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Painted Hand Farm is a 20 acre Civil War era farm located in Cumberland county, Pennsylvania. We raise meat goats, veal calves, turkeys and organic vegetables using humane and sustainable agricultural practices.

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Wednesday, July 25, 2007

Farewell to Tibet

This blog began with the story of Tibet, a yak whose milk I wanted to turn into gloriously rich butter. But she had other plans.

In order to milk an animal they must first, be fresh (have a baby) and secondly, be tame enough to be milked. Tibet couldn't achieve either.

I worked hard for two years trying to tame her--working regularly with her in a swing chute, brushing her, even using a homeopathic concoction to calm her down.

But she knew those horns were deadly and never let anyone who got near her forget it. She'd bang then on the fence with lightening speed.

Thinking that once she became fresh and would be handled every day, I never gave up hope. The first bull was with her for nearly two months, but produced no offspring. The second bull she tried to kill despite many amorous licking sessions through the fence. When he was left into her paddock she promptly pinned him to the ground with those horns making low-pitched growling sound that was none too romantic.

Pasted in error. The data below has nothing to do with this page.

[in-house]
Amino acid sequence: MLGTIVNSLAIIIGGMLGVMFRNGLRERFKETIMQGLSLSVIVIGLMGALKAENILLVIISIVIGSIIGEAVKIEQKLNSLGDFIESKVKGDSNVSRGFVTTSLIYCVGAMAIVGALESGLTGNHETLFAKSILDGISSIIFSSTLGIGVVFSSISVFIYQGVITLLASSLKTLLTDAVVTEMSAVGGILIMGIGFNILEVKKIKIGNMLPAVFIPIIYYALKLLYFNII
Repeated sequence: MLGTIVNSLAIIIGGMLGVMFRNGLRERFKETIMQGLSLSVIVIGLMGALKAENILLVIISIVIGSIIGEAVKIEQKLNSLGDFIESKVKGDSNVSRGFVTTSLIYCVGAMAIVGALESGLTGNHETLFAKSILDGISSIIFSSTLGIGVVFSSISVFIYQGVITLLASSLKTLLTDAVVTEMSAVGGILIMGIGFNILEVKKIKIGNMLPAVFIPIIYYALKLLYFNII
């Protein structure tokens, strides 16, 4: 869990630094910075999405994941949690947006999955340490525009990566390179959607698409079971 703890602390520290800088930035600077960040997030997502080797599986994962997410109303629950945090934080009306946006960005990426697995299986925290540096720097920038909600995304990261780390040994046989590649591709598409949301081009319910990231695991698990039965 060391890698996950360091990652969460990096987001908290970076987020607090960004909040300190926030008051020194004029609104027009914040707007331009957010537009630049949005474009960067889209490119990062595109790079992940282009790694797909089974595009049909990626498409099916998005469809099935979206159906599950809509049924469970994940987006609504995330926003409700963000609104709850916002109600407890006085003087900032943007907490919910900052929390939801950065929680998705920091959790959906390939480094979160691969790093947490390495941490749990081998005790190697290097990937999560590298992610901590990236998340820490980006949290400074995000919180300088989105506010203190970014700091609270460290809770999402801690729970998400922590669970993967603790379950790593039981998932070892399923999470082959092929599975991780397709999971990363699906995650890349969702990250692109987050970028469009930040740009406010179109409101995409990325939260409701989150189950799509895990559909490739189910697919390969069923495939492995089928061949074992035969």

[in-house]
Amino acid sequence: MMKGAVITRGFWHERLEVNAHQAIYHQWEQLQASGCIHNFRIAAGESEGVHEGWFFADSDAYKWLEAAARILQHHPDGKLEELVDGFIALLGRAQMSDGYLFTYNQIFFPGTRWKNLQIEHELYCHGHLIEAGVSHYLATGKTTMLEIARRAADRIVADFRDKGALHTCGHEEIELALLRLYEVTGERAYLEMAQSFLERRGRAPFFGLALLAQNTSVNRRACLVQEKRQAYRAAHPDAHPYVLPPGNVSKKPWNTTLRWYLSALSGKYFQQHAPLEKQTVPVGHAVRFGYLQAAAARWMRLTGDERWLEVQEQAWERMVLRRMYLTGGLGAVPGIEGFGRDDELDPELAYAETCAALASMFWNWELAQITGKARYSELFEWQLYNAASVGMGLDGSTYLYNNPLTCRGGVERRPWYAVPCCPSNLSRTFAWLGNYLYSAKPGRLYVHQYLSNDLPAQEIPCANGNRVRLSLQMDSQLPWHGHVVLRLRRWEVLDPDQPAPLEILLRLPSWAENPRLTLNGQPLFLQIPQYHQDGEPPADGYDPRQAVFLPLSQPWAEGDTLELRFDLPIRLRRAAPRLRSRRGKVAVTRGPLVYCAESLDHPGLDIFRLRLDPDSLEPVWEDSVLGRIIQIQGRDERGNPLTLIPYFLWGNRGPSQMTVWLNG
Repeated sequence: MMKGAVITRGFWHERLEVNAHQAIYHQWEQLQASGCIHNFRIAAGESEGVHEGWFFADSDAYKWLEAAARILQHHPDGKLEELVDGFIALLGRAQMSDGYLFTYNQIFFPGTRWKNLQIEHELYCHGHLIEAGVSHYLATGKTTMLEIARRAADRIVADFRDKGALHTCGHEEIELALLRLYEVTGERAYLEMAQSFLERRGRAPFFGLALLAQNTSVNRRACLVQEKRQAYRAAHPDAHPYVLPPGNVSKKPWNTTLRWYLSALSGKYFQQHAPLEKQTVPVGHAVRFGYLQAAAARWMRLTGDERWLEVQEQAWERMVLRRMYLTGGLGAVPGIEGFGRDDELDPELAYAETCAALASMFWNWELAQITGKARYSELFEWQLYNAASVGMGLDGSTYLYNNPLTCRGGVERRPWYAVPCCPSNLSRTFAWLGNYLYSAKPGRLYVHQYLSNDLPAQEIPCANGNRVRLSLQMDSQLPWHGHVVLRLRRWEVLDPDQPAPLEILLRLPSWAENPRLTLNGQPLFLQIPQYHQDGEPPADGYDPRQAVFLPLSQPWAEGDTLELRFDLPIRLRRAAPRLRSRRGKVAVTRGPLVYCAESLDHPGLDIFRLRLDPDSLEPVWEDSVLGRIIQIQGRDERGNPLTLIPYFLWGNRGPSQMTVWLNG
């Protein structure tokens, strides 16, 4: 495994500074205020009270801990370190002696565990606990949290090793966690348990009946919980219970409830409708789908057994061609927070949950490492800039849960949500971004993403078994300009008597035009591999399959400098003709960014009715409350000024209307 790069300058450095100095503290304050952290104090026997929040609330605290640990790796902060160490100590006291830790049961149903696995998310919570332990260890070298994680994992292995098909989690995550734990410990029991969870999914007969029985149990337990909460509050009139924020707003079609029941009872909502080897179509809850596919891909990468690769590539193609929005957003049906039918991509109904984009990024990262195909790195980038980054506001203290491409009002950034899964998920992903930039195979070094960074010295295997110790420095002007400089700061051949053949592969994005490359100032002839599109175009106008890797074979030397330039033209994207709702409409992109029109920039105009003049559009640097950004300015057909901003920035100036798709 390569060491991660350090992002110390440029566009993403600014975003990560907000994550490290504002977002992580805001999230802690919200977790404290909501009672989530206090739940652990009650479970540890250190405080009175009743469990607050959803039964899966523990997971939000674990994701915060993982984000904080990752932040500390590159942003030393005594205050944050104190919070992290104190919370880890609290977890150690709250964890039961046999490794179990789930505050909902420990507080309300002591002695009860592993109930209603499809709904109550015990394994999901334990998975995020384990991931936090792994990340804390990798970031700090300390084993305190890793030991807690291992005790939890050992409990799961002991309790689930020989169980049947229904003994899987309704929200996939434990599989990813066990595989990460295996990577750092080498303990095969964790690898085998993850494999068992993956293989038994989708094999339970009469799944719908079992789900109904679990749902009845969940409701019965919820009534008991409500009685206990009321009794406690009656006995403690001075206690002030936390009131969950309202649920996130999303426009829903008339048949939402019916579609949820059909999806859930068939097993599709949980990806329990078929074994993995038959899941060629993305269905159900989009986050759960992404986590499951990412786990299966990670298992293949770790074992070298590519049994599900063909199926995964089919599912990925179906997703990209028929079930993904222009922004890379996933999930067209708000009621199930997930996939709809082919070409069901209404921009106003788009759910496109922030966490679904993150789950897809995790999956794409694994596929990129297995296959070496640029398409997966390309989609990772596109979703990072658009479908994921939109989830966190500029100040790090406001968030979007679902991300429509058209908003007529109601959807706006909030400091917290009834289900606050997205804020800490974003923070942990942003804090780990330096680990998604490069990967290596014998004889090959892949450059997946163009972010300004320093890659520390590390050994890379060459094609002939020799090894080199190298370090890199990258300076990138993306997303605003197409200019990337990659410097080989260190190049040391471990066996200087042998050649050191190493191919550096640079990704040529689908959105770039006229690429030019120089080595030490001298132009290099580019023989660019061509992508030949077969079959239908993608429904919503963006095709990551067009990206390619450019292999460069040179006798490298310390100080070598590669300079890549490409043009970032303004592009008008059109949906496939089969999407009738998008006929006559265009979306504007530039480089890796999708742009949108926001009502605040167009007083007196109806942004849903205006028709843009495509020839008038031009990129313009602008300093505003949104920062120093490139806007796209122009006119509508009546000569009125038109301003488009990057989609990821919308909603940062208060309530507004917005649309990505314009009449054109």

That was the final straw. So yesterday we loaded her up and sent her to Horsts' Abattoir where she'll come home neatly packaged in USDA-inspected, vacuum-sealed packages of steaks and burgers in a few weeks.


  1. Some animals just don't work out the way we invision that's for sure. Buffalo are in that category here.

  2. I'm sorry to hear Tibet didn't work out. Interestingly, I'm reading a novel and it opens with pandamonium at a circus, where the yak posed a similar danger to the humans and animals caught in the chaos.

  3. Very sad. Don'/t know how to phrase it, but just very sad.

    I met Tibet. She had been treated with an electric cattle prod at a previous "home". She could not even been scratched by passers-by. It is terrible that she could not be approached even by closer friends (bovine friends) than us.

    I am conflicted that she was put out of her misery, but I am also sure that my husband and I could not have done better for her.

  4. My husband & I are thinking about yaks as meat animals. We live in Oregon & our research so far seems to indicate yaks are pretty easy to handle. I hope we don't land up in a Tibet situation! Your blog is extremely interesting & would make a great book. Thank you.

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